- Trump is so bad that no price is too high to get rid of him. I have told folks for years that every generation thinks their current era is uniquely politically toxic. I don’t think we have yet risen even to 1968 levels of discord, but one exception is the hatred for Trump that exists in some quarters. I personally have never seen anything like it. The nadir was when Trump mentioned that HCQ looked like a promising COVID treatment and the governors of MI and NV immediately banned HCQ without evidence to make Trump look bad (a desire I assume stems from a perception that Tump is so dangerous and represents such an existential threat that any action to undermine him or make his re-election less likely should be pursued). A prominent study was essentially made up out of whole cloth to prove HCQ was dangerous and thus Trump bad, a conclusion that should have made zero sense to everyone as HCQ is used by millions every day as a malaria prophylactic. I find Trump distasteful but trust the American system to limit the damage of tyrants, but many are working from a very different assumption.
- Humans have conquered nature. I will confess to having an almost Victorian confidence in progress, but even I accept that sometimes nature throws things at us that are a) not our fault and b) we can’t yet stop. But throughout our COVID responses there seems to be, particularly in Western nations, an assumption that we should be able to prevent death from this thing — ie that any death should be judged as a failure of our response. But diseases still kill people. Last year communicable diseases killed at least 15 million people in the world. And many of our Western deaths have been among the very old in care facilities where the average life expectancy pre-COVID was numbered in months.
- Good cause skewing of data, or “fake but accurate.” Decades ago, there was a stat that there were a million homeless people in the US. Everyone repeated it as gospel. Someone tracked it down, and eventually discovered that it was just made up by a homeless advocate who just picked a round large number. When this was presented to a well-respected reporter on NPR, that the “fact” she was quoting was no such thing, she just shrugged. She said homelessness was clearly a problem and if the number she was quoting (as a reporter!) was exaggerated, then it was in the good cause of increasing attention to homelessness. This was the first example I can remember of something that was considered fake but accurate, but there have been many more since. During COVID, this has caused outlets like Goggle and Facebook to actually censor opinions the tend to be skeptical of the severity of the disease or efficacy of mitigation steps like lockdowns. They claim to be doing so for a good cause, believing it is better to err on the side of having the public too cautious rather than insufficiently cautious.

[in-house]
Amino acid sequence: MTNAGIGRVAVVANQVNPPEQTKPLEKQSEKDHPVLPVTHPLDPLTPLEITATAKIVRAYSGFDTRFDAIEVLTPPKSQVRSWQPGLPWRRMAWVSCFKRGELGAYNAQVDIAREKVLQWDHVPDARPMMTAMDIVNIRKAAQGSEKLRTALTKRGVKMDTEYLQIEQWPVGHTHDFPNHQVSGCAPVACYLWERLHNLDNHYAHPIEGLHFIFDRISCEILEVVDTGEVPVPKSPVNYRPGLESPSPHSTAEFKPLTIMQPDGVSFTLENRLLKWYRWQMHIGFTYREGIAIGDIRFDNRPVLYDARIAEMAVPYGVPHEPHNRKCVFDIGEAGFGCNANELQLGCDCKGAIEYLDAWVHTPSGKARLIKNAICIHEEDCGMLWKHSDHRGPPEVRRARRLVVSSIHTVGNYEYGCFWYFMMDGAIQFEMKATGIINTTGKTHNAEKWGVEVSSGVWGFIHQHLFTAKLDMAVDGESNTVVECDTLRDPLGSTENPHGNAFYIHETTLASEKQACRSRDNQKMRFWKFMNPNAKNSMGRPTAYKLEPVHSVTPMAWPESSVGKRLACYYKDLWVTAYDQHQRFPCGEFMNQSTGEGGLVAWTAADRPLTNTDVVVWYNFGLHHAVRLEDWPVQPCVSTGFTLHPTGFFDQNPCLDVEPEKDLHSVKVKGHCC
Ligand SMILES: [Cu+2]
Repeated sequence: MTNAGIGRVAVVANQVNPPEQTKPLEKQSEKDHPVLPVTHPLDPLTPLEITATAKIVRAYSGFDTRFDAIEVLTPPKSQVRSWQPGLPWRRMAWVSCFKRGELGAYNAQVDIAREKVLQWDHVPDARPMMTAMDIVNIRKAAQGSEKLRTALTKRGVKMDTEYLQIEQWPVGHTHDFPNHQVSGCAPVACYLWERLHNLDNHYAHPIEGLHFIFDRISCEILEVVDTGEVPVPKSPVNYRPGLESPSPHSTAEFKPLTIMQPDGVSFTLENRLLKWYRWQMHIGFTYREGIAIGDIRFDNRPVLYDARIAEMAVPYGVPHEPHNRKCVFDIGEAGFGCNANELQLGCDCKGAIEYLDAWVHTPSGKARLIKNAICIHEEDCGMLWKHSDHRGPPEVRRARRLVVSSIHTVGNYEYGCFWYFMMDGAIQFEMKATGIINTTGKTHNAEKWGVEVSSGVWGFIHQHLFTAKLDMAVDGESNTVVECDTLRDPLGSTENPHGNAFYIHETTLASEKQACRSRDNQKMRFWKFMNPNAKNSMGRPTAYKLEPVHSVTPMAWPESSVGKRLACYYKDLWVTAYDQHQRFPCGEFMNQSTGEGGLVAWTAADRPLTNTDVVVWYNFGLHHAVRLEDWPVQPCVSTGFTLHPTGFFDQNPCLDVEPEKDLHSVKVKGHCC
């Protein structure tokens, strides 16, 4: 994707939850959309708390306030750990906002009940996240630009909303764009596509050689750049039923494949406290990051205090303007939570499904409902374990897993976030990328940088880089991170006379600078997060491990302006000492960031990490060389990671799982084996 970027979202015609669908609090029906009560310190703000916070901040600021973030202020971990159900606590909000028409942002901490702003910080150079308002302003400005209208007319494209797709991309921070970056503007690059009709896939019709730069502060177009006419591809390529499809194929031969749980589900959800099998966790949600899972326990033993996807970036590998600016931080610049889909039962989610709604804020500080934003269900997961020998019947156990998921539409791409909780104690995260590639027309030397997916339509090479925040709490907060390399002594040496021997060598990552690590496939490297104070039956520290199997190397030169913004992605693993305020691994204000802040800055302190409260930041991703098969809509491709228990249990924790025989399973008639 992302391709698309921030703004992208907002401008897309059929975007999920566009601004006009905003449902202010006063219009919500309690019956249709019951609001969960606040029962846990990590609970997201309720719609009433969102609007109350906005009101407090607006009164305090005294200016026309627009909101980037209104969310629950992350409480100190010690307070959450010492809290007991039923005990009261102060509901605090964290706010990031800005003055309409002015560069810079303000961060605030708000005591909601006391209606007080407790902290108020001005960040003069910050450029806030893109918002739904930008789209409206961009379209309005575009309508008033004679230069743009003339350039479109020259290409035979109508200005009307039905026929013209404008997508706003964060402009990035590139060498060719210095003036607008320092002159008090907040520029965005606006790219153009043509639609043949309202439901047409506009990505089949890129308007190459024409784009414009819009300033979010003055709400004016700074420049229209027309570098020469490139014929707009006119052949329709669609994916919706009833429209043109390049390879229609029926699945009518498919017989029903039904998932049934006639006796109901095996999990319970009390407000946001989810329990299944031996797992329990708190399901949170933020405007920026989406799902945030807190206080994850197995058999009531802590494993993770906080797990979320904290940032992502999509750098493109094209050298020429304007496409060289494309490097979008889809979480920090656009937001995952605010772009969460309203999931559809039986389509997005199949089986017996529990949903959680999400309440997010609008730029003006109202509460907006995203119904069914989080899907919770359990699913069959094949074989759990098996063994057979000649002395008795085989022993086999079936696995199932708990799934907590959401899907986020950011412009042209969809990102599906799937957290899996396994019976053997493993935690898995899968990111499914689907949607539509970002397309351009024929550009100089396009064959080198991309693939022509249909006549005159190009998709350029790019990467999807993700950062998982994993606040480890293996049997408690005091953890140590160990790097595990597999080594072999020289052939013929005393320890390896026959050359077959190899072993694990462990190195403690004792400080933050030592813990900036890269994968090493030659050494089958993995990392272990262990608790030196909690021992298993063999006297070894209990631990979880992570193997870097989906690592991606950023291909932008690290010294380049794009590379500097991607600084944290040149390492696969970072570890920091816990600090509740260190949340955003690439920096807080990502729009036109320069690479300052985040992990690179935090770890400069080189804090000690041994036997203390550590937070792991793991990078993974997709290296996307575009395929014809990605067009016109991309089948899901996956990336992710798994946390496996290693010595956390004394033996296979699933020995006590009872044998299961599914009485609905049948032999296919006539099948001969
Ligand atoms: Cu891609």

- Asymmetric public exposure to experts. Throughout COVID we have been told that the experts all say X, that there is a consensus for X. And sure enough, we mostly only hear X on the news. But anyone in academia can tell you that this sort of homogeneity of opinion can’t possibly be true. As in other science, on issues such as mask or lockdown effectiveness or herd immunity thresholds, academics hold a wide range of opinions and there are a wide range of findings in the literature. But this heterodoxy in opinions never really gets full public view due to media incentives, political incentives, and good cause skewing. The most extreme voices on the end of the academic scale that support the media’s and politicians’ desire to create fear are selected for public exposure. Then, these selected academics are retroactively crafted into leading experts. Any of you folks every heard of Anthony Fauci before this started? How about whatever expert your governor is using? No, you had not — these are prominent people in their field but just one of ten or twenty equally qualified persons who could have been selected and presented as experts. They are then retroactively reinvented not as one of ten folks with a wide variety of opinions but as the one leading true unassailable expert.
- Social media amplification of tail-of-the-distribution events. One of the features of social media independent of these incentives is that it tends to spread and amplify tail of the distribution events/risks. The problem is that there seems to be two personality types in people — one, and I would include myself in this — who are knee-jerk skeptical of such stories. Did it really happen? Did A really cause B? Is this really anything more than one bizarre outlier? But there is a second type of person, and I would say that they are WAY more prevalent than I would have believed a year ago, who sees a story that someone’s gynecologist’s hairdresser’s uncle claimed to have had heart issues after getting COVID and suddenly “everyone who gets COVID has permanent heart damage!” Even before the Internet, Americans were very bad at parsing relative risks and now they just seem terrible at it.